More S'porean workers dissatisfied with job, suffer poorer mental health than Filipino, Indonesian peers: Survey – TODAY

SINGAPORE — More employees in Singapore are dissatisfied with their job, and more suffer poor mental health, than their counterparts in Indonesia and the Philippines, a survey has found.
SINGAPORE — More employees in Singapore are dissatisfied with their job, and more suffer poor mental health, than their counterparts in Indonesia and the Philippines, a survey has found.
The grim profile of the Singapore workforce came even though workers here report spending either less time at work than their regional counterparts or, at worst, the same amount of time on the job.
The Hustle Culture survey was conducted in July this year by consumer research and analytics firm Milieu Insight together with mental health company Intellect. 
It involved 1,000 employees each from Singapore, Indonesia and the Philippines who work at least 35 hours a week. They were asked if they believed in the “hustle culture”, defined by the researchers as working as much as possible or working as hard as possible to advance one’s career.
The results, released on Tuesday (Sept 13), also indicated that employees here are the least engaged at work among employees of the three nations, and experience the poorest quality of life.
Workers here are also the least likely to report their mental health to be “good” or better as compared to workers in the other two countries.
Here are the survey’s key findings:
This indicated that less time spent at work does not necessarily equate to increased job satisfaction, the survey report stated.
TODAY has asked Intellect and Milieu Insight for the breakdown of the results across countries.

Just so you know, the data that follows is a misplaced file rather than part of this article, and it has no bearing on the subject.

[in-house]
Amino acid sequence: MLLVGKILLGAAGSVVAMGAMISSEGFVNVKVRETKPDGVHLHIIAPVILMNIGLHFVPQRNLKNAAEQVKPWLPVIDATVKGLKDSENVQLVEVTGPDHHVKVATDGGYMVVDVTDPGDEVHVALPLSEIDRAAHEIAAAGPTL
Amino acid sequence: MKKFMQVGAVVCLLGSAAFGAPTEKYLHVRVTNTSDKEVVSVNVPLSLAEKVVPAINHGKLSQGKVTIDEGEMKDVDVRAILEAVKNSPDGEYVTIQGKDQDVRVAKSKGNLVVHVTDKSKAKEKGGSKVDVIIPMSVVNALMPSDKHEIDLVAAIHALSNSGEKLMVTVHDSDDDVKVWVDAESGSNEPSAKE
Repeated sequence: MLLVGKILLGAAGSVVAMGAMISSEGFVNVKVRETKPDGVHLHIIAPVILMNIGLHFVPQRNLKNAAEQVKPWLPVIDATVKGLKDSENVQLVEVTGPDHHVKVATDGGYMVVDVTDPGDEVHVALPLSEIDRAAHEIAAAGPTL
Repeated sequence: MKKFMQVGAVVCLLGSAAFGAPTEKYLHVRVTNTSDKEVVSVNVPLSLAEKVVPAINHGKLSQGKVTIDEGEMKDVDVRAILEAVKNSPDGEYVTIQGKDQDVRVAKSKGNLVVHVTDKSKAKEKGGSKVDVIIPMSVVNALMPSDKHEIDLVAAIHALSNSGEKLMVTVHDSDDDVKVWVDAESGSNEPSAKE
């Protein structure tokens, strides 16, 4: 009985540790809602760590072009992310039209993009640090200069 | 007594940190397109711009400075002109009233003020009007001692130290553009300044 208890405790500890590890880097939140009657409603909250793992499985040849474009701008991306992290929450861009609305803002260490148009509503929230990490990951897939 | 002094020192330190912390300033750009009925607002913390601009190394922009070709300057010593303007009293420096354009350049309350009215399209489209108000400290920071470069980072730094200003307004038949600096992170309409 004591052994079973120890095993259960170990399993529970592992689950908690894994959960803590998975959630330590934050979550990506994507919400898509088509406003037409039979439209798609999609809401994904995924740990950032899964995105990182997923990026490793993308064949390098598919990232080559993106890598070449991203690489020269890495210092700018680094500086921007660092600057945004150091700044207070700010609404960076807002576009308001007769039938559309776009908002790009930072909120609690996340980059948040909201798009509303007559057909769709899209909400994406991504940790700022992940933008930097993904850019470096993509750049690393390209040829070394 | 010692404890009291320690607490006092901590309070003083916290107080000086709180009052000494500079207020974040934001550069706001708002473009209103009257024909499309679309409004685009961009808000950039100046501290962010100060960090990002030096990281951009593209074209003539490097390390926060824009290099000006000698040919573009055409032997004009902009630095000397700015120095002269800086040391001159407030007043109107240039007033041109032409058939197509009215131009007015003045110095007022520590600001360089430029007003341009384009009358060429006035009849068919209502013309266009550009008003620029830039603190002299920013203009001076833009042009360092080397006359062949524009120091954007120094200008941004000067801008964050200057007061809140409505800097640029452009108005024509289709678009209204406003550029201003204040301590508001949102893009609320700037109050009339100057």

Although Covid-19-pandemic-related and geopolitical uncertainties have contributed to this burn-out, “the glamorisation of productivity” and the “rise and grind” mentality has taken its toll on the region’s workforce, especially younger employees, the authors of the report said.
The top reasons given by workers across the region for pushing themselves hard at work were:
TODAY has asked the firms who did the survey what were the other top motivations, and the breakdown according to countries and age groups.
Dr Oliver Suendermann, clinical director at Intellect, said that workers tying self-worth and identity to professional achievements may tend to glorify workaholism.
Employers should normalise conversations about mental health and take preventive and reactive measures to care for their employees, he added.
In a similar survey done in 2020 among more than 2,000 Singaporeans, Milieu Insight found that 52 per cent of workers aged 16 to 24 “embraced the idea of hustle culture”.
Its chief operating officer Stephen Tracy said: “Two years on (from the last survey), I think this poll sheds light on how opinions toward work have evolved, and how the effects of the (Covid-19) pandemic and other global issues, such as inflation and a looming recession, may be weighing on the younger generations.
“The data highlights just how important it is for employees to be mindful of their work-life balance, and for employers to cultivate positive and balanced working environments.”
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